We have a Cisco RV-042 Small Business router and our PCI scans flagged it as being vulnerable to CVE-2014-0224 (CCS Injection/Man-in-the-Middle). It appears to be another OpenSSL vulnerability.

We have the latest firmware (Apr 2014) installed, but can't wait around forever for Cisco to fix. So I have a few questions:

1) There is an option to disable SSL on the router. Does anyone know what the effects of this are? Does this only impact the web admin, or would VPN also be impacted?

2) Cisco seems to have fallen over a cliff on support of their products. What alternatives have you had success with that provide regular firmware updates (especially for PCI/Security related issues) and good support for their products?

  • 1
    It's still "currently under investigation"?! That is slow. Commented Oct 20, 2014 at 15:02
  • Also... exactly what on the router was flagged? Commented Oct 20, 2014 at 15:11
  • "The version of OpenSSL running on this host is vulnerable to a man in the middle attack due to the improper handling of ChangeCipherSpec messages. This vulnerability can allow remote attackers the ability to read and inject messages within client connections." They go on to mention remediation: "This issue was fixed in OpenSSL versions 0.9.8za, 1.0.0m, and 1.0.1h. It is strongly recommended to install the newest, stable version of OpenSSL." Unfortunately, Cisco has been slow to patch the new version of OpenSSL into their firmware.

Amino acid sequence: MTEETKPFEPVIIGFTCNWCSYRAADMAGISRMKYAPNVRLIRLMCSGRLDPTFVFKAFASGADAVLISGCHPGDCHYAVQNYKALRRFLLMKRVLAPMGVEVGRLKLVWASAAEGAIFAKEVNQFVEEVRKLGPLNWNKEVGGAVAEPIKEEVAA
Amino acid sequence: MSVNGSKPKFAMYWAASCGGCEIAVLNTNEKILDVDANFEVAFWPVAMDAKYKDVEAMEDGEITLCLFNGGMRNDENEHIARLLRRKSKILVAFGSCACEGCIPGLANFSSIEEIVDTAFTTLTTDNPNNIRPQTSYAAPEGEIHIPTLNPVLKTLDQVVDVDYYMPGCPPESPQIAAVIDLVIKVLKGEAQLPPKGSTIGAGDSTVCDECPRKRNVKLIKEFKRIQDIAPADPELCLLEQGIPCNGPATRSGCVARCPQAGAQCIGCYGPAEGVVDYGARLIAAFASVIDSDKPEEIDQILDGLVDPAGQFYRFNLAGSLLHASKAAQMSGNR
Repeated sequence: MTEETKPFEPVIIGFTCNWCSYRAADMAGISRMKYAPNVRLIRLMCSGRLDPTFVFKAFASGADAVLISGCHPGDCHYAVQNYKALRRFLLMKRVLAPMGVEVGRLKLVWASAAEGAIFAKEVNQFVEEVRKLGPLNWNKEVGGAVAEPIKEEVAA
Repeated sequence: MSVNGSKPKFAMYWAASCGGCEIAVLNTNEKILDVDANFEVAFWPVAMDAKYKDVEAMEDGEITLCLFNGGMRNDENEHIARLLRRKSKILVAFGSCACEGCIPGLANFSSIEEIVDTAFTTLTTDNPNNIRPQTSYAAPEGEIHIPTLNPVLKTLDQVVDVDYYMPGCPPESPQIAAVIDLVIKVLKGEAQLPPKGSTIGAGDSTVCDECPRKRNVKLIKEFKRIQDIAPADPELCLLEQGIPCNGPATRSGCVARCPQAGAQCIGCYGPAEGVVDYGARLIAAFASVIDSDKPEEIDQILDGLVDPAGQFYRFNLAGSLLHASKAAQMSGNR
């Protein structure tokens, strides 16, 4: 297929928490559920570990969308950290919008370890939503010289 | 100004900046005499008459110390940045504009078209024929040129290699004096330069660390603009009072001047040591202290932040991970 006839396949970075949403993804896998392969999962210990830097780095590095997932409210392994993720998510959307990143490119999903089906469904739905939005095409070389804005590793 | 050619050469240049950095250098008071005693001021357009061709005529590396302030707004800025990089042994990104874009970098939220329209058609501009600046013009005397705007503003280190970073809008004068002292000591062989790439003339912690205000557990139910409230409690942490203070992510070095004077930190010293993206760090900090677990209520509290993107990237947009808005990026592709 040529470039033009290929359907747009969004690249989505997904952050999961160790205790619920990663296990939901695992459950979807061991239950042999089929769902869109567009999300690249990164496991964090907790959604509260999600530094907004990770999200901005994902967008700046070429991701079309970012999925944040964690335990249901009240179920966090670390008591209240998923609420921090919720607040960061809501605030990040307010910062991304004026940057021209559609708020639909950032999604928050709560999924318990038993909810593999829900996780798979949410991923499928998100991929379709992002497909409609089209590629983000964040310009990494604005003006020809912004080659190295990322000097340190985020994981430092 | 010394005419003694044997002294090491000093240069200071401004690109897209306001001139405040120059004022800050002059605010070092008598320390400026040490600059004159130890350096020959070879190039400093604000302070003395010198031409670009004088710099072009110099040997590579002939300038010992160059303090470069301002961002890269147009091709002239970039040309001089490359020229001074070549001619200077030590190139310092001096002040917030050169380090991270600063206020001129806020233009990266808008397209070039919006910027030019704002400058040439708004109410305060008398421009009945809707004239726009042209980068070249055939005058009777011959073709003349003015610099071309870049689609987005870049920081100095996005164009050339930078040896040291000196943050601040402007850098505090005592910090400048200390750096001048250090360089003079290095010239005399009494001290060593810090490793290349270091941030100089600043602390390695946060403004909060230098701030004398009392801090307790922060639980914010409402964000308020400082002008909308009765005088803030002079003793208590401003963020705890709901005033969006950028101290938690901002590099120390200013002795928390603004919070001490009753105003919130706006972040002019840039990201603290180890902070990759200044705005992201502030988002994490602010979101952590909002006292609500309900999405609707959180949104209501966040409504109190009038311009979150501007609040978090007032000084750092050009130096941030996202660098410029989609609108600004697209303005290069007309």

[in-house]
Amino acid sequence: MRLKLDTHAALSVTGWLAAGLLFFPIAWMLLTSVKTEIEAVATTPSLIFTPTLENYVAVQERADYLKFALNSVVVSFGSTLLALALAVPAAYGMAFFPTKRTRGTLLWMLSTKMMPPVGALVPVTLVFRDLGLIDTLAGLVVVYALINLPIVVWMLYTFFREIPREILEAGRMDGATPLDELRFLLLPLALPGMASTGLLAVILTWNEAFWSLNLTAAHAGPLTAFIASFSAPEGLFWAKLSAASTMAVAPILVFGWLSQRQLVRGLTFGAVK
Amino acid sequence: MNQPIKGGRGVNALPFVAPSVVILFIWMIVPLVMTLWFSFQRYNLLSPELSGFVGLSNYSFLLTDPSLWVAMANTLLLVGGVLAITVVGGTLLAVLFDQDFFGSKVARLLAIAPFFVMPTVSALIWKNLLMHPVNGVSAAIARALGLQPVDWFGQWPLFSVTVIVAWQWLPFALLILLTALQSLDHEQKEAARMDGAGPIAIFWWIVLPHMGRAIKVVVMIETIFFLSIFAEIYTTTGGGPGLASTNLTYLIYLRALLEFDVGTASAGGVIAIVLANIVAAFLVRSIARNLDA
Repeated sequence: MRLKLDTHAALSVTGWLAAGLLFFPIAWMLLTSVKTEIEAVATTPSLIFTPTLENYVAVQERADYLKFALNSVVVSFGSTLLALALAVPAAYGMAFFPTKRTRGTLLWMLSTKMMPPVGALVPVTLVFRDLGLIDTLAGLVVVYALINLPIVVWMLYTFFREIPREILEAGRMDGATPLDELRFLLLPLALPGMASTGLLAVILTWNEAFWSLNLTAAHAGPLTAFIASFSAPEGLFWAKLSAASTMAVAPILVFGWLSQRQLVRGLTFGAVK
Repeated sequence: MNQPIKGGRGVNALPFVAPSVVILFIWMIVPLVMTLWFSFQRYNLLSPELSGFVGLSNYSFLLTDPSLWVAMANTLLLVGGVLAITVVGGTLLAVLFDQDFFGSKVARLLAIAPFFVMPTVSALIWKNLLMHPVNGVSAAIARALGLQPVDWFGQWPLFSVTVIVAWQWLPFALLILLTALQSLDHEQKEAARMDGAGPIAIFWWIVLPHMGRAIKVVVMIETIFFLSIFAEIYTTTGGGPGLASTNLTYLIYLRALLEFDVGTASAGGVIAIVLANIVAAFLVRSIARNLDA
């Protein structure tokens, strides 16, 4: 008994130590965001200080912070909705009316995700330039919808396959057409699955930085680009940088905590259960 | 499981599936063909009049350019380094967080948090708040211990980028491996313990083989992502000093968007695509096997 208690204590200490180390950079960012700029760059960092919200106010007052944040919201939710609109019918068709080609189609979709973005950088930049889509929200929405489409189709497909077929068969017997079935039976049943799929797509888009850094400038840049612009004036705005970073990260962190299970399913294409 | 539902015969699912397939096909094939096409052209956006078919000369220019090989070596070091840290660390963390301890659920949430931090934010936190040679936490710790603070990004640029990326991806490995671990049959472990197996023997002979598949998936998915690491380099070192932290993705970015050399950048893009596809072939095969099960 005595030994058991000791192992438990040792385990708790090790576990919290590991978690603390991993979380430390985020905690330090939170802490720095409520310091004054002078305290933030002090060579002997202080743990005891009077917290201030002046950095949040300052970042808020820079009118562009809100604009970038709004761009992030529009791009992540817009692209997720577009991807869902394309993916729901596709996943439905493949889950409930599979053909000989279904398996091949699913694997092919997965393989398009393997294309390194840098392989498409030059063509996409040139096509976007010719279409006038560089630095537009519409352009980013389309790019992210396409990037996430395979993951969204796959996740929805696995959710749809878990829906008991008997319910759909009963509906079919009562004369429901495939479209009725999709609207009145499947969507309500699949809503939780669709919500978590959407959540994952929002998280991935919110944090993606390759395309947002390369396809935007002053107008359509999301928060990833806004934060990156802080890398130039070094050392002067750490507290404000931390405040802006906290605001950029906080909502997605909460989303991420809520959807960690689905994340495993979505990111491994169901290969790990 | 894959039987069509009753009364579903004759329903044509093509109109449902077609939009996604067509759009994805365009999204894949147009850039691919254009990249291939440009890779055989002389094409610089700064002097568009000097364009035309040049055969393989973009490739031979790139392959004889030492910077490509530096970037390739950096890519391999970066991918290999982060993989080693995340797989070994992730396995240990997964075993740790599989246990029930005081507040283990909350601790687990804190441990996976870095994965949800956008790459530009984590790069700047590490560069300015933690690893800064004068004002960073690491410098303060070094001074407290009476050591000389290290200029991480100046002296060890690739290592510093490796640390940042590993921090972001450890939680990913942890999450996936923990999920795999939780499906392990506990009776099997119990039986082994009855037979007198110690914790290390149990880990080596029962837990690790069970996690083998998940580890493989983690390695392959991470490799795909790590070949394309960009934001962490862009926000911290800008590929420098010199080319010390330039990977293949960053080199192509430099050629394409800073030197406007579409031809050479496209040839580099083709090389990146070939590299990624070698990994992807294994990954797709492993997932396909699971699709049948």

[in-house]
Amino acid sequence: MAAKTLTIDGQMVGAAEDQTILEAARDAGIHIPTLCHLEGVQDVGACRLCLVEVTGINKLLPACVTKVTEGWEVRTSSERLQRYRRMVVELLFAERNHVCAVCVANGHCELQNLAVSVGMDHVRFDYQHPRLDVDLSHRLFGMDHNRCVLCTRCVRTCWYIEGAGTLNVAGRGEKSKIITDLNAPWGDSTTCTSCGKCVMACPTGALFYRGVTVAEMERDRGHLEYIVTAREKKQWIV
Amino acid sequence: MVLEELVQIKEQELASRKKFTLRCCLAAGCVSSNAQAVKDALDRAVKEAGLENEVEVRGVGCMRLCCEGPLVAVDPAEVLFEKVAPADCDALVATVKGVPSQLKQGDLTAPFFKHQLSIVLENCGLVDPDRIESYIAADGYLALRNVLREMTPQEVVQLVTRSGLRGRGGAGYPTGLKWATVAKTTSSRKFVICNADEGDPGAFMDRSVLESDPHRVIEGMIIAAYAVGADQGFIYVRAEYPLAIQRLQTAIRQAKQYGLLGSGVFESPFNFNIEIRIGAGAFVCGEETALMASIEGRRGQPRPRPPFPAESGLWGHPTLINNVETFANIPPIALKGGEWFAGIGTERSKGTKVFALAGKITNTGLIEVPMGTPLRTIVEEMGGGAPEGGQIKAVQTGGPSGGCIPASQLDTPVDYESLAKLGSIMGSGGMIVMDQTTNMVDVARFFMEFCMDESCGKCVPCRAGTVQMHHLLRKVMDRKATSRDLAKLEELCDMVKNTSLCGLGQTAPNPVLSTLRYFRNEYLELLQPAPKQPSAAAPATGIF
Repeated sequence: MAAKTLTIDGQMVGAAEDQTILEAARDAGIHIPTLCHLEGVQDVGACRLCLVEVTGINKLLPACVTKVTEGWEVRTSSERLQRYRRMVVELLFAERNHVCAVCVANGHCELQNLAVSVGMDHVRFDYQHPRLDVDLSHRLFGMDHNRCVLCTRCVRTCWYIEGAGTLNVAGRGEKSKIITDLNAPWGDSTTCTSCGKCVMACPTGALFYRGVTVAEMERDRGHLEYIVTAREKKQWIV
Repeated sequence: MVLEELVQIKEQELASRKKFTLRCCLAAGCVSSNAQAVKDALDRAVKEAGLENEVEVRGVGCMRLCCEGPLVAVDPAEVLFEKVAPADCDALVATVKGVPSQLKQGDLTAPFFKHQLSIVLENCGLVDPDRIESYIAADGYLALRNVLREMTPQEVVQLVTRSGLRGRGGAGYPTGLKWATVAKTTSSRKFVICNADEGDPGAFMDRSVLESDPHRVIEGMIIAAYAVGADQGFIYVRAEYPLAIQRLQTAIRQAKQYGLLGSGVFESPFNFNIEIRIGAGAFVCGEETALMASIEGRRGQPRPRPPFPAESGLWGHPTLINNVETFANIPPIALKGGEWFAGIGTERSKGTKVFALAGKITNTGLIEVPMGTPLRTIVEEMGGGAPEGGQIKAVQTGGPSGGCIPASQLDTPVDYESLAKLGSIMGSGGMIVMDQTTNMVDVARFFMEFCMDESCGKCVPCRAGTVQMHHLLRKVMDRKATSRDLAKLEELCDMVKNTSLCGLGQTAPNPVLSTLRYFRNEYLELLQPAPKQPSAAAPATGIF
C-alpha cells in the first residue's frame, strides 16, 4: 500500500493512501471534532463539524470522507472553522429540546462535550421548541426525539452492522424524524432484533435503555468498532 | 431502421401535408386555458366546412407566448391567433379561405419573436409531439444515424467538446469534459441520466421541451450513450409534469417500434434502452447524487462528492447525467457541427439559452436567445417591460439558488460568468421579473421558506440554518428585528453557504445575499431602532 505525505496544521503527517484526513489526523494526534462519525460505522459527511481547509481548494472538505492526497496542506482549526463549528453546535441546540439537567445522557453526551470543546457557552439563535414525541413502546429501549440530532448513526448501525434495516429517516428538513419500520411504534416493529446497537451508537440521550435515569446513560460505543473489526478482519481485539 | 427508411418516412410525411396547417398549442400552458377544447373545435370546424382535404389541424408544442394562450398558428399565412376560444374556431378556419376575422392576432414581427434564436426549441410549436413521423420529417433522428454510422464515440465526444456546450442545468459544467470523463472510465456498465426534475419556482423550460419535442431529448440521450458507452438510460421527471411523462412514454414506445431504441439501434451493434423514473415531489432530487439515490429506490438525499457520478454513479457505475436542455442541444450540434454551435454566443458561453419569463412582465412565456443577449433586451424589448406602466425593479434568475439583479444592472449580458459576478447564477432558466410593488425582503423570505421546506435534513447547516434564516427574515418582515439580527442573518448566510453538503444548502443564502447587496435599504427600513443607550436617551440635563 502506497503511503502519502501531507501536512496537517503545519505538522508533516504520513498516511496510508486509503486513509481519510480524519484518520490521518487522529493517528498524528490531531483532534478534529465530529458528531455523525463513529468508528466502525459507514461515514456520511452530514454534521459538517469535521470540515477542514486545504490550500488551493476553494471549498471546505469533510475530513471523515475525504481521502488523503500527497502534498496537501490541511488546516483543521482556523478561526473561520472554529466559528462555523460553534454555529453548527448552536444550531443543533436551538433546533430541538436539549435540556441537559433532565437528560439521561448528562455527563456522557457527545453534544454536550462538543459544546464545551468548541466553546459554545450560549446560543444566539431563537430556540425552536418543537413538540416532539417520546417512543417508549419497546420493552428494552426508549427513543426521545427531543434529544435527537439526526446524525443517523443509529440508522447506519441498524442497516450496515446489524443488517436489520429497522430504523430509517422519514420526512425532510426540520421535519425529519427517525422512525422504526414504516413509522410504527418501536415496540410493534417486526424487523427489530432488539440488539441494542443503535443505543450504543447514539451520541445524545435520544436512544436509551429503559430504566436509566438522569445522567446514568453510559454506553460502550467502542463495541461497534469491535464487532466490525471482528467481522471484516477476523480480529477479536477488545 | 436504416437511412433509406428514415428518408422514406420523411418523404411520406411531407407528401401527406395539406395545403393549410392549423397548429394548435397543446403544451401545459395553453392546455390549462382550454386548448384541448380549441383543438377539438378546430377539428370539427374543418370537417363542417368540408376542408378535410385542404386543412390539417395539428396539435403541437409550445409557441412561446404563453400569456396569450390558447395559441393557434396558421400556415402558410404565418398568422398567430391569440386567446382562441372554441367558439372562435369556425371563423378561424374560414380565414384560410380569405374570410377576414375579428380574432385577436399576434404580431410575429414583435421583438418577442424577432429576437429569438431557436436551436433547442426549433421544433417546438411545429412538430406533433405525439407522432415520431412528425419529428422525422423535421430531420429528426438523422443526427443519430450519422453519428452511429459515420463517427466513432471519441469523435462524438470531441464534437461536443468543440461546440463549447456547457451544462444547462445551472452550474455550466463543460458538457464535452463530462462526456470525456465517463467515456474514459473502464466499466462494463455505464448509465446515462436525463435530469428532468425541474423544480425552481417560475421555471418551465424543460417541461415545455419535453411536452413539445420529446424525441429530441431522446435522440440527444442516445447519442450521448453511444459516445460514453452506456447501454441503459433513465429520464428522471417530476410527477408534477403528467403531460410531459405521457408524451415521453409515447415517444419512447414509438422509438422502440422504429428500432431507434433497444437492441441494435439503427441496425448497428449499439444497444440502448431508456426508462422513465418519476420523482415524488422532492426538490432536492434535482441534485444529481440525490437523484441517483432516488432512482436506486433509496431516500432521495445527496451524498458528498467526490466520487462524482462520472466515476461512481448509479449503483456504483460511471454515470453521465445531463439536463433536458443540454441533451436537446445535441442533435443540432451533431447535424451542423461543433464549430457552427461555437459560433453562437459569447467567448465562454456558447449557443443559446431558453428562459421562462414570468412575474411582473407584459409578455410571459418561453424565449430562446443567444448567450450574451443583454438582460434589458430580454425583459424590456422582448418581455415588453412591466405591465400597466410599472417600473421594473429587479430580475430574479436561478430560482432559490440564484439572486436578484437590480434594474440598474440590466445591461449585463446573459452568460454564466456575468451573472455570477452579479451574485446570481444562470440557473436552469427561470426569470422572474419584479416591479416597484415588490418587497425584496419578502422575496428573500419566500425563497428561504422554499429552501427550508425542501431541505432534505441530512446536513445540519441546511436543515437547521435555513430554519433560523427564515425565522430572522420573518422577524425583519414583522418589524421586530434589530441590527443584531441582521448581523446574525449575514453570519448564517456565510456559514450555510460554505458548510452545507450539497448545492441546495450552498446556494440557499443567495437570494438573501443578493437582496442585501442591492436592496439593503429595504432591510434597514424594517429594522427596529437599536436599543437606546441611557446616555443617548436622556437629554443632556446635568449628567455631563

– Sam
    Commented Oct 20, 2014 at 15:19
  • Exactly what was flagged: tcp/443, tcp/60443
    – Sam
    Commented Oct 20, 2014 at 15:21
  • You need to turn off remote administration of the router as a stop-gap measure, to take care of port 443. I dunno what's on port 60443. Commented Oct 20, 2014 at 15:21

1 Answer 1


I propose for now that you:

  1. Ensure that remote administration of the RV-042 is actually disabled.
  2. Dispute the finding with Trustwave and cite that you have a compensating control, namely, that all connections to those ports are immediately dropped.

In the long term you should probably find another router, the software for which is better supported by its manufacturer. (I'm not going to make any recommendations, though.)

  • So, last night after hours I disabled HTTPS on the router. I was a little hesitant to do it because I couldn't find any documentation on what issues it might cause (e.g. - breaking VPN, messing up HTTPS for web clients, etc). VPN still works and nothing seems to be broken, so it appears that it was only there for the Remote Administration. I re-ran the Trustwave scan and it came back clean.
    – Sam
    Commented Oct 21, 2014 at 14:52

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